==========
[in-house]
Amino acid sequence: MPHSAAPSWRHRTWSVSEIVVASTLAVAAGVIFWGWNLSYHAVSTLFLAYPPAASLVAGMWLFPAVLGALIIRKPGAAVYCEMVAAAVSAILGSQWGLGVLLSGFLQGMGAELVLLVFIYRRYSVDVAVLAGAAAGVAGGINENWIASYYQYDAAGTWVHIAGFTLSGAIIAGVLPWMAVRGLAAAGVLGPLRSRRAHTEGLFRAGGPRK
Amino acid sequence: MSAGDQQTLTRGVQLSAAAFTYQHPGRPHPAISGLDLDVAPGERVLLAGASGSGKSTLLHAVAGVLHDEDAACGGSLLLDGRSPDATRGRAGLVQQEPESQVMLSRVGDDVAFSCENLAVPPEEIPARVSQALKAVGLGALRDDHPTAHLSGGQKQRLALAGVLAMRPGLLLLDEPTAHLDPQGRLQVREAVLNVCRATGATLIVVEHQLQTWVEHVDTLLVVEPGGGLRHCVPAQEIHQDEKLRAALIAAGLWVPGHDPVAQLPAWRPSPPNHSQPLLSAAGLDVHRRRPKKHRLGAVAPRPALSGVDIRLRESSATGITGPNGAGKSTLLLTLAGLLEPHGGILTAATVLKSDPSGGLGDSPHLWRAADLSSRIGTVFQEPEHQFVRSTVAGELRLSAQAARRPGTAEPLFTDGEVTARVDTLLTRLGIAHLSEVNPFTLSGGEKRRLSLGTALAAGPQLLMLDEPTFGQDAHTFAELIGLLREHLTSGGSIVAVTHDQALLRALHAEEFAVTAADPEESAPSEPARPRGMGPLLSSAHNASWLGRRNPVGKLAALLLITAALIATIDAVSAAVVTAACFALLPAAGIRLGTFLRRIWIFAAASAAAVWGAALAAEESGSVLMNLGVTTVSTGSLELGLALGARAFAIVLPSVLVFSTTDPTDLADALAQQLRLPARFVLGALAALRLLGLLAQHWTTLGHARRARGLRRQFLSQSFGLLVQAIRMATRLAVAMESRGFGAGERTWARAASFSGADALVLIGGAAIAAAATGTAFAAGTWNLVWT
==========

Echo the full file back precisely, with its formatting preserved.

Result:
[in-house]
Amino acid sequence: MPHSAAPSWRHRTWSVSEIVVASTLAVAAGVIFWGWNLSYHAVSTLFLAYPPAASLVAGMWLFPAVLGALIIRKPGAAVYCEMVAAAVSAILGSQWGLGVLLSGFLQGMGAELVLLVFIYRRYSVDVAVLAGAAAGVAGGINENWIASYYQYDAAGTWVHIAGFTLSGAIIAGVLPWMAVRGLAAAGVLGPLRSRRAHTEGLFRAGGPRK
Amino acid sequence: MSAGDQQTLTRGVQLSAAAFTYQHPGRPHPAISGLDLDVAPGERVLLAGASGSGKSTLLHAVAGVLHDEDAACGGSLLLDGRSPDATRGRAGLVQQEPESQVMLSRVGDDVAFSCENLAVPPEEIPARVSQALKAVGLGALRDDHPTAHLSGGQKQRLALAGVLAMRPGLLLLDEPTAHLDPQGRLQVREAVLNVCRATGATLIVVEHQLQTWVEHVDTLLVVEPGGGLRHCVPAQEIHQDEKLRAALIAAGLWVPGHDPVAQLPAWRPSPPNHSQPLLSAAGLDVHRRRPKKHRLGAVAPRPALSGVDIRLRESSATGITGPNGAGKSTLLLTLAGLLEPHGGILTAATVLKSDPSGGLGDSPHLWRAADLSSRIGTVFQEPEHQFVRSTVAGELRLSAQAARRPGTAEPLFTDGEVTARVDTLLTRLGIAHLSEVNPFTLSGGEKRRLSLGTALAAGPQLLMLDEPTFGQDAHTFAELIGLLREHLTSGGSIVAVTHDQALLRALHAEEFAVTAADPEESAPSEPARPRGMGPLLSSAHNASWLGRRNPVGKLAALLLITAALIATIDAVSAAVVTAACFALLPAAGIRLGTFLRRIWIFAAASAAAVWGAALAAEESGSVLMNLGVTTVSTGSLELGLALGARAFAIVLPSVLVFSTTDPTDLADALAQQLRLPARFVLGALAALRLLGLLAQHWTTLGHARRARGLRRQFLSQSFGLLVQAIRMATRLAVAMESRGFGAGERTWARAASFSGADALVLIGGAAIAAAATGTAFAAGTWNLVWT